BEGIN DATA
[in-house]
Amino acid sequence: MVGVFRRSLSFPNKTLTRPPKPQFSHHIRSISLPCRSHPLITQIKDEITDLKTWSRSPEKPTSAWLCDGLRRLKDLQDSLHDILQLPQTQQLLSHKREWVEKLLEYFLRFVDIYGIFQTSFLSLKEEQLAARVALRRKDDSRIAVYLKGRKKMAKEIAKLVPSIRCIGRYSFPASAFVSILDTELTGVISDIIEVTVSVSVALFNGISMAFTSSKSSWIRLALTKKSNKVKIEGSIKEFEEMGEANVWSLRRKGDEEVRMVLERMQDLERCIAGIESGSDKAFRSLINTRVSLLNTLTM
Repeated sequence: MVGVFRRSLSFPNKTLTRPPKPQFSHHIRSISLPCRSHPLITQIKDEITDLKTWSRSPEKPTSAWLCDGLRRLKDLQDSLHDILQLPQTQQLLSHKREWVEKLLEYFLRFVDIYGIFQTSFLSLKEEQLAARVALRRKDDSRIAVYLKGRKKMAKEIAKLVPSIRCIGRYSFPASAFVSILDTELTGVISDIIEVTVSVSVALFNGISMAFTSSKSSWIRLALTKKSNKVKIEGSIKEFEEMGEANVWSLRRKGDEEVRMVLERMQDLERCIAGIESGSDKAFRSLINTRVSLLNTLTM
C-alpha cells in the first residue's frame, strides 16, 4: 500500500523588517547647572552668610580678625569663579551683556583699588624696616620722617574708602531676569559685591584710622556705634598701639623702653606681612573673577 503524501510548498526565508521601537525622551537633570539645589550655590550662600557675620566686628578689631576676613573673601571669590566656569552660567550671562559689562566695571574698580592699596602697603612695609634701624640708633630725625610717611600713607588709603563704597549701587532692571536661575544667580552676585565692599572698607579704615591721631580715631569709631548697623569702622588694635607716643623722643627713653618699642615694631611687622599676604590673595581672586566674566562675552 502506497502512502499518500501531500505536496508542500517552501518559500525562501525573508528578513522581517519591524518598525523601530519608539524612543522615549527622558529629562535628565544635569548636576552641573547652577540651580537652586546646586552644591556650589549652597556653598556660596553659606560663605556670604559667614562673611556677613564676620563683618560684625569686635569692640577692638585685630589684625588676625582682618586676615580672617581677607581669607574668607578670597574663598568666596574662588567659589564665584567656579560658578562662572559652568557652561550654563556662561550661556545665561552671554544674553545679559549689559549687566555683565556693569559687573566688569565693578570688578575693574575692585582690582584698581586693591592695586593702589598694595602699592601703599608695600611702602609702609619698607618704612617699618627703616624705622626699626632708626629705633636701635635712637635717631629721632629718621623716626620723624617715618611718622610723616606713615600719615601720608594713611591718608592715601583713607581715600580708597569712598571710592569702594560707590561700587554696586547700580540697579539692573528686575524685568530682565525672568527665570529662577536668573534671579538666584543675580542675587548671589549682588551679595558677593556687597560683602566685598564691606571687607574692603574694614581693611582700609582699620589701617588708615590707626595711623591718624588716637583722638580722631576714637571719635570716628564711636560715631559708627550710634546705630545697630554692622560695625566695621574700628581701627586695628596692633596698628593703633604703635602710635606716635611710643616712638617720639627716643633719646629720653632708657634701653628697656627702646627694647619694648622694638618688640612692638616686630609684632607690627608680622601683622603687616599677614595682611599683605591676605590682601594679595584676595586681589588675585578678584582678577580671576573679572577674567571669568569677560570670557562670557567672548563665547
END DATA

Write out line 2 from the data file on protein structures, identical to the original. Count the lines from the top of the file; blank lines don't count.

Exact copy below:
Amino acid sequence: MVGVFRRSLSFPNKTLTRPPKPQFSHHIRSISLPCRSHPLITQIKDEITDLKTWSRSPEKPTSAWLCDGLRRLKDLQDSLHDILQLPQTQQLLSHKREWVEKLLEYFLRFVDIYGIFQTSFLSLKEEQLAARVALRRKDDSRIAVYLKGRKKMAKEIAKLVPSIRCIGRYSFPASAFVSILDTELTGVISDIIEVTVSVSVALFNGISMAFTSSKSSWIRLALTKKSNKVKIEGSIKEFEEMGEANVWSLRRKGDEEVRMVLERMQDLERCIAGIESGSDKAFRSLINTRVSLLNTLTM